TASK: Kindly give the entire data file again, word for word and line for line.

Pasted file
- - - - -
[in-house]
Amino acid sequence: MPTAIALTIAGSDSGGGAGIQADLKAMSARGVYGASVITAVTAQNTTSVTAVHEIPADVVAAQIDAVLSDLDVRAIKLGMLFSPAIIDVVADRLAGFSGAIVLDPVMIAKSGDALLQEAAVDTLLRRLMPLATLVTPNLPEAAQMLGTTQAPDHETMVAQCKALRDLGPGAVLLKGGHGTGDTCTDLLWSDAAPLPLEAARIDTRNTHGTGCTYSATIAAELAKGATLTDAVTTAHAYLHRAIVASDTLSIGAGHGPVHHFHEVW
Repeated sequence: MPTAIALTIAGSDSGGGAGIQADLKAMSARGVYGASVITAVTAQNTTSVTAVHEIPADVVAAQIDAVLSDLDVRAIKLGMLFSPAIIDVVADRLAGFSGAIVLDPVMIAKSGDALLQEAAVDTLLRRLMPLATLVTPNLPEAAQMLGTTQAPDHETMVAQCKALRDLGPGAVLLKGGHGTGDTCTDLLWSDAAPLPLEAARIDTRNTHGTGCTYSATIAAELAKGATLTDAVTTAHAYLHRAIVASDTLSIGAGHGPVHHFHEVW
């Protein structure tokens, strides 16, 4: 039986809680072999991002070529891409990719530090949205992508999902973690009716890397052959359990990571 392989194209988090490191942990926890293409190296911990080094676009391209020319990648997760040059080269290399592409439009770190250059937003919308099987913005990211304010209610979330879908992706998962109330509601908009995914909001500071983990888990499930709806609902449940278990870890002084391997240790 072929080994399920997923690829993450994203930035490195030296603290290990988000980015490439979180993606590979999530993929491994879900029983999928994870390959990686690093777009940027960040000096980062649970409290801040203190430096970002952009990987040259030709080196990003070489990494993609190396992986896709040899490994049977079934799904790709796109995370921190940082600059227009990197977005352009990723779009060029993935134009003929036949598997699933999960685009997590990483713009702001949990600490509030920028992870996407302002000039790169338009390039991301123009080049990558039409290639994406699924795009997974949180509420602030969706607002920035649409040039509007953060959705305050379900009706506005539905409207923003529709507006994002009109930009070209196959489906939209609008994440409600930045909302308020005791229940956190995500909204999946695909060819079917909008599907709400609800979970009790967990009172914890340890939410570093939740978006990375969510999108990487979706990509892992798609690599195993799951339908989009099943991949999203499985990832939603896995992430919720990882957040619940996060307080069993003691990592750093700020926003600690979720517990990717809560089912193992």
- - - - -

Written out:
[in-house]
Amino acid sequence: MPTAIALTIAGSDSGGGAGIQADLKAMSARGVYGASVITAVTAQNTTSVTAVHEIPADVVAAQIDAVLSDLDVRAIKLGMLFSPAIIDVVADRLAGFSGAIVLDPVMIAKSGDALLQEAAVDTLLRRLMPLATLVTPNLPEAAQMLGTTQAPDHETMVAQCKALRDLGPGAVLLKGGHGTGDTCTDLLWSDAAPLPLEAARIDTRNTHGTGCTYSATIAAELAKGATLTDAVTTAHAYLHRAIVASDTLSIGAGHGPVHHFHEVW
Repeated sequence: MPTAIALTIAGSDSGGGAGIQADLKAMSARGVYGASVITAVTAQNTTSVTAVHEIPADVVAAQIDAVLSDLDVRAIKLGMLFSPAIIDVVADRLAGFSGAIVLDPVMIAKSGDALLQEAAVDTLLRRLMPLATLVTPNLPEAAQMLGTTQAPDHETMVAQCKALRDLGPGAVLLKGGHGTGDTCTDLLWSDAAPLPLEAARIDTRNTHGTGCTYSATIAAELAKGATLTDAVTTAHAYLHRAIVASDTLSIGAGHGPVHHFHEVW
């Protein structure tokens, strides 16, 4: 039986809680072999991002070529891409990719530090949205992508999902973690009716890397052959359990990571 392989194209988090490191942990926890293409190296911990080094676009391209020319990648997760040059080269290399592409439009770190250059937003919308099987913005990211304010209610979330879908992706998962109330509601908009995914909001500071983990888990499930709806609902449940278990870890002084391997240790 072929080994399920997923690829993450994203930035490195030296603290290990988000980015490439979180993606590979999530993929491994879900029983999928994870390959990686690093777009940027960040000096980062649970409290801040203190430096970002952009990987040259030709080196990003070489990494993609190396992986896709040899490994049977079934799904790709796109995370921190940082600059227009990197977005352009990723779009060029993935134009003929036949598997699933999960685009997590990483713009702001949990600490509030920028992870996407302002000039790169338009390039991301123009080049990558039409290639994406699924795009997974949180509420602030969706607002920035649409040039509007953060959705305050379900009706506005539905409207923003529709507006994002009109930009070209196959489906939209609008994440409600930045909302308020005791229940956190995500909204999946695909060819079917909008599907709400609800979970009790967990009172914890340890939410570093939740978006990375969510999108990487979706990509892992798609690599195993799951339908989009099943991949999203499985990832939603896995992430919720990882957040619940996060307080069993003691990592750093700020926003600690979720517990990717809560089912193992």